This story sounds like something you might hear in a comedy club.
Nashville is growing so fast and traffic is so bad, even the construction workers can’t get to work on time.
It’s not a joke.
The potential cost to some construction firms is no laughing matter.
On Friday while most drivers are navigating Nashville gridlock traffic at 8 a.m., these construction workers already have two hours under their belts, working inside the L&C Tower downtown.
To beat traffic, some arrive at 6 a.m., others even earlier. Any later and you pay the price.
“I try to get up at 6 o’clock in the morning and it takes me about 45 minutes to get here and it’s only like a 20-minute drive, so it’s a lot of traffic,” said Cody Lankford, a construction worker.
For 70 years, DWC Construction has been helping cities like Nashville develop.
Exploding growth could force many construction firms to work earlier and plan smarter.
“So that they’re picking materials up on the way into work, or on the way home from work, so they don’t have to fight the traffic midday,” said DWC Construction CEO John Arndt.
Code inspections must now be lined up days in advance, otherwise, the codes inspector might be sitting in traffic, forcing this work to a grinding halt.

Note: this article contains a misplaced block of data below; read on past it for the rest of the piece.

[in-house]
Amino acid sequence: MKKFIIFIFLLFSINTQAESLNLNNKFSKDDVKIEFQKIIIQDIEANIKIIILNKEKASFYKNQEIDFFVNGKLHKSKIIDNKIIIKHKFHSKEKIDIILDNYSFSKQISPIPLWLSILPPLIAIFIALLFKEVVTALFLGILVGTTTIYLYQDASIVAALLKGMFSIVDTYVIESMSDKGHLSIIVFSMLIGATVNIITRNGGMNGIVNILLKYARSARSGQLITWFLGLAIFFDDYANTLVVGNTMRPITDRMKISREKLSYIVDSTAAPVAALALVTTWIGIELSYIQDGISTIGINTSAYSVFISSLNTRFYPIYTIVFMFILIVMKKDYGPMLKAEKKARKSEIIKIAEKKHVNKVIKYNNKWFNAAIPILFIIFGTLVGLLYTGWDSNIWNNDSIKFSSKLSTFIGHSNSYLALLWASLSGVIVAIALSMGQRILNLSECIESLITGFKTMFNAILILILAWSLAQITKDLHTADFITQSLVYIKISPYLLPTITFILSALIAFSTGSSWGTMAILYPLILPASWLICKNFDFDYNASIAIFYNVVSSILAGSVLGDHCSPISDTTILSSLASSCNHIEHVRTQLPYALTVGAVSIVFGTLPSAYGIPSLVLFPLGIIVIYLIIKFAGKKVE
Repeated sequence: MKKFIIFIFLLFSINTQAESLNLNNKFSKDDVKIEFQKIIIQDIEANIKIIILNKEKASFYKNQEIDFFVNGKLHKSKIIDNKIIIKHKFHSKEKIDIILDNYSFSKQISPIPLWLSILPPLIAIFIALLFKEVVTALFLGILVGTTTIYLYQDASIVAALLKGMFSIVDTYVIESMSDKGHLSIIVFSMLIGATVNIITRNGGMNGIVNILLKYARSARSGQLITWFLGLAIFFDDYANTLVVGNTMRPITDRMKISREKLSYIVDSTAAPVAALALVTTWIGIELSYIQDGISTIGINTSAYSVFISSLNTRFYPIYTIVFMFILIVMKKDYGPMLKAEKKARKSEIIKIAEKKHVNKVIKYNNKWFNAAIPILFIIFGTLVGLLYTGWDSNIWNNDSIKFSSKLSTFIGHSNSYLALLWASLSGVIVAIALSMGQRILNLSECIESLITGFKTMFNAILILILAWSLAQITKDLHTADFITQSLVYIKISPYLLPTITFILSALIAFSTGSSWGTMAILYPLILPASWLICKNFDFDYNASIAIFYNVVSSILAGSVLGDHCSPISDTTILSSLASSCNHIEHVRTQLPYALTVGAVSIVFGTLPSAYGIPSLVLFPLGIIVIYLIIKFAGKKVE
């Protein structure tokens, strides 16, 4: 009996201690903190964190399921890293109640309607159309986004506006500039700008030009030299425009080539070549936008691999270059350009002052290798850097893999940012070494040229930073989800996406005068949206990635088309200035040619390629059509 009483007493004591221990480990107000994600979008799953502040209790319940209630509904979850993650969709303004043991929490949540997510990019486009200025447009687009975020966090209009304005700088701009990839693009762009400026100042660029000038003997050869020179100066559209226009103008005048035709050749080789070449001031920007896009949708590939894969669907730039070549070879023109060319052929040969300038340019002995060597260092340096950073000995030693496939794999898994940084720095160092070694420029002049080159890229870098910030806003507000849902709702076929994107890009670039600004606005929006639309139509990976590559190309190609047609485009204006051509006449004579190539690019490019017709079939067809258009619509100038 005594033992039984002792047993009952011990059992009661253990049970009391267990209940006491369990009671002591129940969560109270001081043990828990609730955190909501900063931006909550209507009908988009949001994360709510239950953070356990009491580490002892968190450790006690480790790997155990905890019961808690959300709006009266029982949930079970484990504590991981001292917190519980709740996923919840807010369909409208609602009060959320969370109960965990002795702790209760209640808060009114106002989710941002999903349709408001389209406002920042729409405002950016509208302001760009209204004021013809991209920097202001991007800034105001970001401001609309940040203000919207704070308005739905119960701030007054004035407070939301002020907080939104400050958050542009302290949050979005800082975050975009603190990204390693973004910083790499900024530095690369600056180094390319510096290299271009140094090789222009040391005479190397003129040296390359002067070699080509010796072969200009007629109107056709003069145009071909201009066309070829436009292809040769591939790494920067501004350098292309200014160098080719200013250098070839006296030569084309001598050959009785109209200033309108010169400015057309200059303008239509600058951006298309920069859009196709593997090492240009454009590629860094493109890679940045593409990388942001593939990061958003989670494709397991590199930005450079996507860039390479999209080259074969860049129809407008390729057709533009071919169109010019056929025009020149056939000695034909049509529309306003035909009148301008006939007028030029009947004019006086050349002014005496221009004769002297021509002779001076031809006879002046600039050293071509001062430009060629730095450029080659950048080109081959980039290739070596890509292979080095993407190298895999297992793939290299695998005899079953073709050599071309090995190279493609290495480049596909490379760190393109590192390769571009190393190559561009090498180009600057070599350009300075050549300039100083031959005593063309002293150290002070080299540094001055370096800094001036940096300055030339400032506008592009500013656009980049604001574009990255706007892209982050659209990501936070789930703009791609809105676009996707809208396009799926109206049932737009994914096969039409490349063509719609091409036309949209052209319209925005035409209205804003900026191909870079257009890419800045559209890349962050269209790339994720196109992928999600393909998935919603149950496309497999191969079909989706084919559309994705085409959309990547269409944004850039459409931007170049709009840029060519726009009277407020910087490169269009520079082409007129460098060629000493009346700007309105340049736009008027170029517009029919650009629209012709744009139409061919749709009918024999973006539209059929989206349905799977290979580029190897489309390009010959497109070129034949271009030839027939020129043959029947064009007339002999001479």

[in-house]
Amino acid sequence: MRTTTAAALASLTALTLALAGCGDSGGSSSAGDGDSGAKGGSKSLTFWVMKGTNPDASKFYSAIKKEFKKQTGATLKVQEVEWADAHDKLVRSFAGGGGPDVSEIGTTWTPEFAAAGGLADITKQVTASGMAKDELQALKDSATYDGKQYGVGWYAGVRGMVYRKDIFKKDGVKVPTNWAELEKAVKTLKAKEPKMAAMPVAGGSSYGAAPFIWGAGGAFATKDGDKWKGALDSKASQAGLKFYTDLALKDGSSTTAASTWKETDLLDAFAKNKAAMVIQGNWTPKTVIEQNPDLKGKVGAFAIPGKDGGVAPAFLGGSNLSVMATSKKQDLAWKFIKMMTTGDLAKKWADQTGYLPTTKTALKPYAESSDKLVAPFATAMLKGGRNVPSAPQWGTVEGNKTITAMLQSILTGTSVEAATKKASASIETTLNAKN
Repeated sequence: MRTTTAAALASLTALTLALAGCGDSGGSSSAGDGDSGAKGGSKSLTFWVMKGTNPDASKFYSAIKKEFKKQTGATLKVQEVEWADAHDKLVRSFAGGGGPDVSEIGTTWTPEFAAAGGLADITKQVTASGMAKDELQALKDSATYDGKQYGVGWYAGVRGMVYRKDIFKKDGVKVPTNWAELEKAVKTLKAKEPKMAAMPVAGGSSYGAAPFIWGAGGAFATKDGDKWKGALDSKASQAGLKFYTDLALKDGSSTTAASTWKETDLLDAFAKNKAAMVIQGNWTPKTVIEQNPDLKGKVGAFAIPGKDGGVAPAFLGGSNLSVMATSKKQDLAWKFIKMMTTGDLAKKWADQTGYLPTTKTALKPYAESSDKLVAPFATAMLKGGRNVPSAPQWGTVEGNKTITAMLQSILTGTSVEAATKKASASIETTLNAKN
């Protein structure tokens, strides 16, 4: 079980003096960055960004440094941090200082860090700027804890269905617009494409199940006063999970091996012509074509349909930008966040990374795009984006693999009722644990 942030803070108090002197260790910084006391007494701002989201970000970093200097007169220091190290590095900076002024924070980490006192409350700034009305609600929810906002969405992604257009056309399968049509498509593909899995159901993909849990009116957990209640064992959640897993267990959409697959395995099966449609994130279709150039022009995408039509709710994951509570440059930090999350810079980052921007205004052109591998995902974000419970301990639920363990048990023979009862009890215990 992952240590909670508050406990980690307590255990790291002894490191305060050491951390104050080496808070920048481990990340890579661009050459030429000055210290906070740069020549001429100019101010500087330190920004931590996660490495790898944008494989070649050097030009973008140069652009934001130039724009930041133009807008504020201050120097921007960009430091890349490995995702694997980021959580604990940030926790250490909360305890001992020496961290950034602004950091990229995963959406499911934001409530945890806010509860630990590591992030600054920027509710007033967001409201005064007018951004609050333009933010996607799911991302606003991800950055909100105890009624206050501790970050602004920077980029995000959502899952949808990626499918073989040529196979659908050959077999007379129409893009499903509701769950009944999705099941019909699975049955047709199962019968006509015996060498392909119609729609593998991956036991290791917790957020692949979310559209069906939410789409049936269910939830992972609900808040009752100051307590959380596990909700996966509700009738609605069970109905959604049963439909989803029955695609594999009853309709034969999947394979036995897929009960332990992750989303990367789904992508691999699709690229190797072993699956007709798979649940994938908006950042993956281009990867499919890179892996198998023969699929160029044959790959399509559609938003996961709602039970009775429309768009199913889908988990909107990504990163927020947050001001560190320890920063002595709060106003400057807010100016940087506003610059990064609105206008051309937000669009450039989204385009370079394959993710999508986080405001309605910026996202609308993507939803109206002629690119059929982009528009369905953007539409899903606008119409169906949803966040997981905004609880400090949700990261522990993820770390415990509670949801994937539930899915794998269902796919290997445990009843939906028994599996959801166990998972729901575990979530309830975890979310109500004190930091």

All the construction activity up there has a direct impact on the street level. There are construction dumpsters full of stuff being thrown away. Once it’s full, there’s another problem.
Sometimes the dumpster can’t be moved and emptied because of traffic, causing even more delays.
Without careful planning, DWC’s president said traffic problems could cost his company up to $70,000 a year.
“So not only did I lose time on that deliver earlier, I may now be paying time and a half to actually complete the work,” said Arndt.
The cost of doing business in a place that shows no sign of slowing down, except here.
“When the workmen have to move throughout the day, they’re not only dealing with traffic, they’re also trying to determine if there going to be a place to park my truck and unload my tools,” said Arndt.
The president of DWC Construction said a national investor told him they actually look for cities with traffic problems just like Nashville because they’re growing and have greater business opportunities.
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